3. PF, thanks for the thoughtful reply, I think I agree with much of what you say, though I'd add a couple of thoughts:

      First, the liberal blogger/academic is important, to the extent that the powerbroker is tuned in to what they are saying. I don't know if anyone on Team Obama reads this blog, but we're certain they're tuned into what Sullivan is writing, so at a minimum as a second-order effect, what's said here is at least moderately influential. Whatever the actual level of engagement, its certainly greater than what was found in the Bush 43 Administration or would have been found in a McCain Administration, no?

      Second, I apologize if I gave the impression that the liberal intellectual elite was a jerk for calling his/her opponents stupid. I don't personally blame them for that...let's face it, a lot of folks on the retrograde right are really really stupid!!!
      It may be somewhat impolitic to call those folks stupid, but I certainly sympathize, if I were in their shoes I'm sure I'd do much the same.

      Finally, I find it interesting that you point to the culture wars, since I think that's an important aspect of this system. If a knuckle-dragging dittohead and Brad DeLong disagree on climate policy, the dittohead will consider himself smart (cause everyone does), though its awfully difficult to reconcile that your adversary, Professor DeLong, is stupid in this case.

      Next best thing, in that situation, is saying that such a liberal adversary is un-American. Not dumb, but obviously not on our side! From there, its not a far leap to assume that in some sort of mad-sciency way someone like DeLong is using his considerable intellect to foment a globalist conspiracy at the expense of the good old fashioned USA that the dittohead loves! Its not as good as thinking your opponent dumb, but its probably the next best thing.

  5. Hmmm...trying to figure out how to respond to several very good comments w/out turning into a post-length response. I wish I had more time.

    But: Anon 8:45: I really strongly disagree on this. I don't think you'll find me calling people "crazy" for opposing affirmative action, immigration, or ACA. I call people "crazy" who talk about oldsters in the Netherlands walking around with wristbands to keep themselves safe from marauding Kevorkians, when no such thing is happening. Or who adopt any number of other things that are basically similar. And as a (trying to be) responsible observer and analysis -- *not* as a partisan -- it's part of my job to assess whether or not there's equivalency. As I've said several times now, it's my sense that there is a rough equivalency in terms of generating junk like that, but there just aren't any Santorum or Palin or Bachmann counterparts amplifying the liberal versions of the Netherlands thing.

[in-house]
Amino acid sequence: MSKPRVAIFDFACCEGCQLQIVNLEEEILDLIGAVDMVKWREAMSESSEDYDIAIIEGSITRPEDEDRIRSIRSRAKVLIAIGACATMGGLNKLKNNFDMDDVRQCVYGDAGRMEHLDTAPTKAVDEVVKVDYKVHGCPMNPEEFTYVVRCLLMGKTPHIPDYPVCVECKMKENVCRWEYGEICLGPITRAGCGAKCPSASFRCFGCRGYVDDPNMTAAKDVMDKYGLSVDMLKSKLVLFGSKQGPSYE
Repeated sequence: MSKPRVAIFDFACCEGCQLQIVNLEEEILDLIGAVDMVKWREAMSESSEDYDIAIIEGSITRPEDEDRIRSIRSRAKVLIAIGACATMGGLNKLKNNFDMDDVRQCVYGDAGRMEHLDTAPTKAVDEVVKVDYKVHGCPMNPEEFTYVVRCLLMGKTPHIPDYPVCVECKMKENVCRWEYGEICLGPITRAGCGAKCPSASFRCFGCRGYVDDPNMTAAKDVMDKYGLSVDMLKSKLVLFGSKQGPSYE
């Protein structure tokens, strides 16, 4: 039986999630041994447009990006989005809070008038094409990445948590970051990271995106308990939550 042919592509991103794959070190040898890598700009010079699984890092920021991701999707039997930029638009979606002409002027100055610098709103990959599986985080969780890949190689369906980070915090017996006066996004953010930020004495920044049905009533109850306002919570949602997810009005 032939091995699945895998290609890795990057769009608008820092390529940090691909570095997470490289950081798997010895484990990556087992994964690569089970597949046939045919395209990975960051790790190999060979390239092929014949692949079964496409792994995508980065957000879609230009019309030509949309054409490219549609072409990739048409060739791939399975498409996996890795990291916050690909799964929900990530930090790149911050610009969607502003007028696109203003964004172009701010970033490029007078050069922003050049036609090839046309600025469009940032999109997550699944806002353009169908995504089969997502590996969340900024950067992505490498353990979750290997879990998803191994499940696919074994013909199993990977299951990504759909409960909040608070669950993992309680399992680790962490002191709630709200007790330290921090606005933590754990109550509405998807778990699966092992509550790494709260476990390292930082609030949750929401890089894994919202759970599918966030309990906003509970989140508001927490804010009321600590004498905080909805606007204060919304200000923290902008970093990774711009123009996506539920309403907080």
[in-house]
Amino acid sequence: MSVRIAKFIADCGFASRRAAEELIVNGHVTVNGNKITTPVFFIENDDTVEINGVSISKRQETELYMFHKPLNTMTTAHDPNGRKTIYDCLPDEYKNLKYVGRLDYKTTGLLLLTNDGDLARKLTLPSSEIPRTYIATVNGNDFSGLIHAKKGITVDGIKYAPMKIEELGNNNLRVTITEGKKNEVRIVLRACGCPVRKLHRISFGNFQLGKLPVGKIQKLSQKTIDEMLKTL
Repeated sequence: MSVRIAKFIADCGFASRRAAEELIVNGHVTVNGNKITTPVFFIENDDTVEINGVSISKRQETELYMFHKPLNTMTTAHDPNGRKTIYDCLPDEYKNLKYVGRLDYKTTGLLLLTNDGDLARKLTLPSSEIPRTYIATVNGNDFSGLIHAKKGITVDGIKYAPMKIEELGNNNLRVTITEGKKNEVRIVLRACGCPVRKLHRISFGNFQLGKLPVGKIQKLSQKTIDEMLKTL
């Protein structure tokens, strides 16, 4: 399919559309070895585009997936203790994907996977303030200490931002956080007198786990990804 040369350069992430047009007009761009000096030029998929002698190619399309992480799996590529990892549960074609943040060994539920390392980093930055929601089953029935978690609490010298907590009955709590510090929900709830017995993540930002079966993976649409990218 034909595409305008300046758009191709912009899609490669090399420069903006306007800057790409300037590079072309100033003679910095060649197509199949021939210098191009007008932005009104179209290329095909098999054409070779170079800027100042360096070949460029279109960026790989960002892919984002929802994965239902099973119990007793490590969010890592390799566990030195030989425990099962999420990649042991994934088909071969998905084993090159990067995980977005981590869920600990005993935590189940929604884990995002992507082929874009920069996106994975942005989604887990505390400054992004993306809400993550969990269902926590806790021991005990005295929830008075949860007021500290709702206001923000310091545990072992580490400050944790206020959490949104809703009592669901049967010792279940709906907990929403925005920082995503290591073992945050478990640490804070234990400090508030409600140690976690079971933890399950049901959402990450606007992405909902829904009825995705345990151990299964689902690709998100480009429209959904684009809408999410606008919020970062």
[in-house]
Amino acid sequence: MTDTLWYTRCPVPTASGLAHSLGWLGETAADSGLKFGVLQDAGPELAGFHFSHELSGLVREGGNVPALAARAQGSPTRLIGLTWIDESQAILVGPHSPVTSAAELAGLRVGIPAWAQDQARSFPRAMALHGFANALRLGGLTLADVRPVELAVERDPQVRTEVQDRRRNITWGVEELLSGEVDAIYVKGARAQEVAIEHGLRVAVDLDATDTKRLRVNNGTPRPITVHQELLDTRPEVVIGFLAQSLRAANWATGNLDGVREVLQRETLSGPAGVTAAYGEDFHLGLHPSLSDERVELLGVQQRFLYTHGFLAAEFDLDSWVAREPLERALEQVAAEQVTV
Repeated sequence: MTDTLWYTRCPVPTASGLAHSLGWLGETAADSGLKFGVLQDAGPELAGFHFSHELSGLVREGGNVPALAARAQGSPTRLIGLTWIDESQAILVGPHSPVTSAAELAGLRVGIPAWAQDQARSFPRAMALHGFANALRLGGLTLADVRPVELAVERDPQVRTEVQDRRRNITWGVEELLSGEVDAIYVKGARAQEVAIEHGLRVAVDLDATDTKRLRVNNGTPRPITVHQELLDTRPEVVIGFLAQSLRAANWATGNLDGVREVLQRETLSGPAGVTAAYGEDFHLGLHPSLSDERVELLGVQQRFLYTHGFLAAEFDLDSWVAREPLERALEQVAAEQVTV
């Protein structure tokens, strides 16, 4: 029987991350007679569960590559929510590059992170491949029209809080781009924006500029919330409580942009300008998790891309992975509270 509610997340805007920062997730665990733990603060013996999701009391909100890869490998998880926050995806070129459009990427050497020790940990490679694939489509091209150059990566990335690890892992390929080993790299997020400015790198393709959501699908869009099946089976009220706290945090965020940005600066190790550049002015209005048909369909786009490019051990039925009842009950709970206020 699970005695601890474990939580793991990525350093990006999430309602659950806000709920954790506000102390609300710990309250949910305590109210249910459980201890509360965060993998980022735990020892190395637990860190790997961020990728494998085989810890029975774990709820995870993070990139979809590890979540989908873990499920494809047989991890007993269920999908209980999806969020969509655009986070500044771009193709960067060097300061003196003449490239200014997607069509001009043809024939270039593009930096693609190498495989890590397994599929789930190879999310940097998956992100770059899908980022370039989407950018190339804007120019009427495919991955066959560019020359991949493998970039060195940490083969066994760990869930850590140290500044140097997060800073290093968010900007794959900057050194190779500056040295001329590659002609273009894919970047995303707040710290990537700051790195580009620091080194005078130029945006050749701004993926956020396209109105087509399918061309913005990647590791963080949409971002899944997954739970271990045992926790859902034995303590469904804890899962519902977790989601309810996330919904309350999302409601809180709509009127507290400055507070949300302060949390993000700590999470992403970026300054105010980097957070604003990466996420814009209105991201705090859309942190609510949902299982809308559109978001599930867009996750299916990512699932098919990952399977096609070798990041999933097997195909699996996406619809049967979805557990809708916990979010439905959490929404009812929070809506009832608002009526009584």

I mean...I heard (ordinary) people on the left speculating that Cheney would launch a coup rather than let the Democrats take office, and other junk like that. But you just don't hear stuff like that out of Democratic politicians. You don't hear Democratic pols running against W. because he has czars. Or uses a teleprompter.

  6. My theory is that current GOP politicians propgandize "crazy" positions and talking points not because they are conservative but because the are heirs to the Southern political tradition. The current paranoia advocacy of the GOP is very much like the demagougery that came out of Southern politicians when they were defending slavery before the Civil War or Jim Crow during the Civil Rights era. The problem is not with the conservative poltiical tradition, its with the Southern political tradition.

    1. It's also simply proven to be good negotiation strategy. Some people on the right believe everything they say, but a not inconsiderable portion driving the rhetoric in the media know that it's a good way to shift the center of gravity of the politically possible.